electrical system powers everything from the ignition and fuel systems to
accessories such as your radio, headlights, fog lights and wipers. The electrical
system is, in turn, powered by the engine. The following is a brief
overview of the electrical system that makes transportation possible:
When your car's engine is
off, the battery provides the required power to the rest of the system,
as well as during start-up (cranking). It also supplements the power
from the charging system during periods of high demand. Composed of a
series of lead plates submerged in a 35% sulfuric acid/65% water
solution, your 12-volt battery houses a chemical reaction that releases
electrons through conductors, producing electricity which is then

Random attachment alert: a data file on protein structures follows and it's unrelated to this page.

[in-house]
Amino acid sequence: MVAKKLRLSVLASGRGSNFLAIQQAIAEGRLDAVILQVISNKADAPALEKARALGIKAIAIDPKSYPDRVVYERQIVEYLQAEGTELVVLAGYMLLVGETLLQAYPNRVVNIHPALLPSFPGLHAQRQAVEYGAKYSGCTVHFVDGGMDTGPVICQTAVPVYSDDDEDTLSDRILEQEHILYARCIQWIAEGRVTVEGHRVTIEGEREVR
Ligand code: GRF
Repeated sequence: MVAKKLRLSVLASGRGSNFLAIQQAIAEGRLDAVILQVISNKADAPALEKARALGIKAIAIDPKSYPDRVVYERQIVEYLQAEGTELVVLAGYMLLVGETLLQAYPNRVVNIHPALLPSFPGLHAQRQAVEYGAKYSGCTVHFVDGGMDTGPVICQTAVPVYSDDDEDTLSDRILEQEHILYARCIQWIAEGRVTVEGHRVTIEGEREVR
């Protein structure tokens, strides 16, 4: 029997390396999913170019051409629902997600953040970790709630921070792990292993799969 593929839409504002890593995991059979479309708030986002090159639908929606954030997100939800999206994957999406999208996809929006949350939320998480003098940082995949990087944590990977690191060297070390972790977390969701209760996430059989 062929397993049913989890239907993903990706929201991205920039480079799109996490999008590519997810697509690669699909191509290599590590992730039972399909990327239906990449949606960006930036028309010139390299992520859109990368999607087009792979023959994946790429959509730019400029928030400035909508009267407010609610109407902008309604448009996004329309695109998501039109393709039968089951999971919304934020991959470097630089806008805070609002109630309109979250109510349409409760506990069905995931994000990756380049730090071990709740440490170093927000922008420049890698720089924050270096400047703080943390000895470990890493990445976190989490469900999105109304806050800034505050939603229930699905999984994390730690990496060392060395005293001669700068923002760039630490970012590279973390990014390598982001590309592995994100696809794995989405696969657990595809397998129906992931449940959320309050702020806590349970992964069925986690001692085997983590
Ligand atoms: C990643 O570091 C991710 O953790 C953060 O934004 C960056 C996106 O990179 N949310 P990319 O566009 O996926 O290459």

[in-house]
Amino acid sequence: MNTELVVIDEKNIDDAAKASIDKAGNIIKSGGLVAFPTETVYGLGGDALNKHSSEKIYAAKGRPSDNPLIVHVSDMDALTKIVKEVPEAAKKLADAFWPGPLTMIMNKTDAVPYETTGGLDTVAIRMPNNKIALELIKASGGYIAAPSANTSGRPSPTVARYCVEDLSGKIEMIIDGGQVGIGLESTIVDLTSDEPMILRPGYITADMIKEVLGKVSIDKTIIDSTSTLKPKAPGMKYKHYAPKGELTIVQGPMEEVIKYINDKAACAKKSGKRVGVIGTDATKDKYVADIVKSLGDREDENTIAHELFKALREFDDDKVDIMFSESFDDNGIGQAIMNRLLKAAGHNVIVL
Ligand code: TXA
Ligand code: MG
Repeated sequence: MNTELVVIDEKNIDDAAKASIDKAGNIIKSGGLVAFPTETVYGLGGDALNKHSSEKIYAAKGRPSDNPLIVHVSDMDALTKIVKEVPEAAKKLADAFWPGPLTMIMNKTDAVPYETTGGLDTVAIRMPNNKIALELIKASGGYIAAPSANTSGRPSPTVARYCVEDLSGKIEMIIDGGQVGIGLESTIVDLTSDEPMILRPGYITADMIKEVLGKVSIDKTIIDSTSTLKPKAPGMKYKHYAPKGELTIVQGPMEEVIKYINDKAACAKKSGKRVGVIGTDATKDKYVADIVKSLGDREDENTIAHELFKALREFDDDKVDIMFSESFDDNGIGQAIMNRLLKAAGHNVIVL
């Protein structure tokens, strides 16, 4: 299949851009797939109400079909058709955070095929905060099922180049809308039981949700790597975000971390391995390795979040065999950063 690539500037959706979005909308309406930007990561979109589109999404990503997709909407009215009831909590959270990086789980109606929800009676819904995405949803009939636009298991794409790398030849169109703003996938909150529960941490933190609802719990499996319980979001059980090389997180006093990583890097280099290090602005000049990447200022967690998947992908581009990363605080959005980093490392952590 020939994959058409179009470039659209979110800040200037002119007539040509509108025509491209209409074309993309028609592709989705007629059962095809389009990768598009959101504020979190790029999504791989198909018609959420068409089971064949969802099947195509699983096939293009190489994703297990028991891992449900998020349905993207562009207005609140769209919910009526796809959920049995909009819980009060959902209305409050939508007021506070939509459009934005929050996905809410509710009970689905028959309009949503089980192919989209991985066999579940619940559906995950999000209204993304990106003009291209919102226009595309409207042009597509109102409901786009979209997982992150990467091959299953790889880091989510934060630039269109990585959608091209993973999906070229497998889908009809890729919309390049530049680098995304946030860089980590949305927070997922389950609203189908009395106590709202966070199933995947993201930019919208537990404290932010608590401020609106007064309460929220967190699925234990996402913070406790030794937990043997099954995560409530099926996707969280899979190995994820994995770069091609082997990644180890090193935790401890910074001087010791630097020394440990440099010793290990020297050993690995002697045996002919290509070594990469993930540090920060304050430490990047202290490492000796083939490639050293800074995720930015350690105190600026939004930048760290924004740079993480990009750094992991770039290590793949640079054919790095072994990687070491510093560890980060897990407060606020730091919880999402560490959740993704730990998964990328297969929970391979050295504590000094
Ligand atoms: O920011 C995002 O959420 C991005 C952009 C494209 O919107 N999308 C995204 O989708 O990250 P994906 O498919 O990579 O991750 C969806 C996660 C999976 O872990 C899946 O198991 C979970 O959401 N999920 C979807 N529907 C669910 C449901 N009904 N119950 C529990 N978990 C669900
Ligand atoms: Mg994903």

channeled into your vehicle's electrical system.
charging system is the life force of your vehicle's electrical system, It consists of three main components: the belt-driven
alternator, various electrical circuits, and a voltage regulator. The
alternator supplies power to the electrical system and recharges the
battery after your car has started. Just like it sounds, the voltage
regulator controls the voltage, keeping it within the operating range of
the electrical system.
This system consumes more
electrical power than any other component in your car. The starting system
consists of three components which work in tandem: the ignition switch,
the starter relay or solenoid, and the starter motor. The ignition
switch controls the starter solenoid, which activates the starter motor.
The starter motor then turns the engine until your car starts.
Here's how it works:
Turning the ignition causes a small amount of current to pass through
the starter relay, causing a stronger current to flow through the
battery cables and into the starter motor. The starter motor cranks
the engine, forcing the piston to create enough suction that draws a
fuel and air mixture into the cylinder. The ignition system creates a
spark that ignites the mixture and your engine starts.